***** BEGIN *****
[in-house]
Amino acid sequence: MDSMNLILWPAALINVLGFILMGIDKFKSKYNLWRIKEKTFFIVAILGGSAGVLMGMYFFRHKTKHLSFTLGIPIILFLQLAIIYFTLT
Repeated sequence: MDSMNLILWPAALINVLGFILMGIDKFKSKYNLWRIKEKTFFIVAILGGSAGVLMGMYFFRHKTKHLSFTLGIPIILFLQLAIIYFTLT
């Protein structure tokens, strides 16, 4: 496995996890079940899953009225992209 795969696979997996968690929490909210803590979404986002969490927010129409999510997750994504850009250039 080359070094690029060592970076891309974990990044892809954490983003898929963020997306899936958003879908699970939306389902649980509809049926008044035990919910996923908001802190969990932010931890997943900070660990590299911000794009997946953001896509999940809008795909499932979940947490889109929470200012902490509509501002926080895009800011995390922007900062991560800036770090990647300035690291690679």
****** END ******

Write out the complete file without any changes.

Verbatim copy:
[in-house]
Amino acid sequence: MDSMNLILWPAALINVLGFILMGIDKFKSKYNLWRIKEKTFFIVAILGGSAGVLMGMYFFRHKTKHLSFTLGIPIILFLQLAIIYFTLT
Repeated sequence: MDSMNLILWPAALINVLGFILMGIDKFKSKYNLWRIKEKTFFIVAILGGSAGVLMGMYFFRHKTKHLSFTLGIPIILFLQLAIIYFTLT
């Protein structure tokens, strides 16, 4: 496995996890079940899953009225992209 795969696979997996968690929490909210803590979404986002969490927010129409999510997750994504850009250039 080359070094690029060592970076891309974990990044892809954490983003898929963020997306899936958003879908699970939306389902649980509809049926008044035990919910996923908001802190969990932010931890997943900070660990590299911000794009997946953001896509999940809008795909499932979940947490889109929470200012902490509509501002926080895009800011995390922007900062991560800036770090990647300035690291690679």